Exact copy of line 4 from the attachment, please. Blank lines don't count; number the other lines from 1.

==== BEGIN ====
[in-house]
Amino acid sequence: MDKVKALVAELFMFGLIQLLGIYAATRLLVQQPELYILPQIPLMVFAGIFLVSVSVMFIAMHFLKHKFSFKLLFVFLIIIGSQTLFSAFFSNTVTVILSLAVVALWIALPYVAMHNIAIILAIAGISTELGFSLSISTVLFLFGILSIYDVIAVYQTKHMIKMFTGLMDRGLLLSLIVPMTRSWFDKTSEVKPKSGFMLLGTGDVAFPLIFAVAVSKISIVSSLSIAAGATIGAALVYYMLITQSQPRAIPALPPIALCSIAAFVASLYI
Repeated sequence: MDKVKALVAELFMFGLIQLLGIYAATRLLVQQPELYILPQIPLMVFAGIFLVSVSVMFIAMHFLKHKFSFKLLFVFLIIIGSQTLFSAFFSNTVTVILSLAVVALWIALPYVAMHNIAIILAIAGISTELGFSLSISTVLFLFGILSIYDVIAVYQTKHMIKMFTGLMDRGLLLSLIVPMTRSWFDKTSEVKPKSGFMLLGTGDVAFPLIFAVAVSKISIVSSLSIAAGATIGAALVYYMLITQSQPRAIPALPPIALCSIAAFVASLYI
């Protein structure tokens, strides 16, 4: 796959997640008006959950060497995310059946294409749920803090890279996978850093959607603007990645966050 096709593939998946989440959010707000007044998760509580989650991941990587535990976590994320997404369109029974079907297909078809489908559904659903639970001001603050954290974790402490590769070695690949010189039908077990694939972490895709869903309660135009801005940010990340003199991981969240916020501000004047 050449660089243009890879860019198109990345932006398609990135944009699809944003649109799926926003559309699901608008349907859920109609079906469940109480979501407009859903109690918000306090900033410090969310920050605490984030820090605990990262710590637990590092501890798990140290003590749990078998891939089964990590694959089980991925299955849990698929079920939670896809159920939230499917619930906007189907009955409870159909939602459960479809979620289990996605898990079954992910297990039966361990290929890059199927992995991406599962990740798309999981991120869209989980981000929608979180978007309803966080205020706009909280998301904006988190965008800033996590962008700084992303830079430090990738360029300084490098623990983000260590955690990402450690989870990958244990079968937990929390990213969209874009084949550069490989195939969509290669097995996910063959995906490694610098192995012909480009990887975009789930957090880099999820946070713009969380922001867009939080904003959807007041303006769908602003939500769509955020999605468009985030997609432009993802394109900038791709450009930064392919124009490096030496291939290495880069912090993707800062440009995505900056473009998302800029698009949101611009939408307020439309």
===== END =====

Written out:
């Protein structure tokens, strides 16, 4: 796959997640008006959950060497995310059946294409749920803090890279996978850093959607603007990645966050 096709593939998946989440959010707000007044998760509580989650991941990587535990976590994320997404369109029974079907297909078809489908559904659903639970001001603050954290974790402490590769070695690949010189039908077990694939972490895709869903309660135009801005940010990340003199991981969240916020501000004047 050449660089243009890879860019198109990345932006398609990135944009699809944003649109799926926003559309699901608008349907859920109609079906469940109480979501407009859903109690918000306090900033410090969310920050605490984030820090605990990262710590637990590092501890798990140290003590749990078998891939089964990590694959089980991925299955849990698929079920939670896809159920939230499917619930906007189907009955409870159909939602459960479809979620289990996605898990079954992910297990039966361990290929890059199927992995991406599962990740798309999981991120869209989980981000929608979180978007309803966080205020706009909280998301904006988190965008800033996590962008700084992303830079430090990738360029300084490098623990983000260590955690990402450690989870990958244990079968937990929390990213969209874009084949550069490989195939969509290669097995996910063959995906490694610098192995012909480009990887975009789930957090880099999820946070713009969380922001867009939080904003959807007041303006769908602003939500769509955020999605468009985030997609432009993802394109900038791709450009930064392919124009490096030496291939290495880069912090993707800062440009995505900056473009998302800029698009949101611009939408307020439309």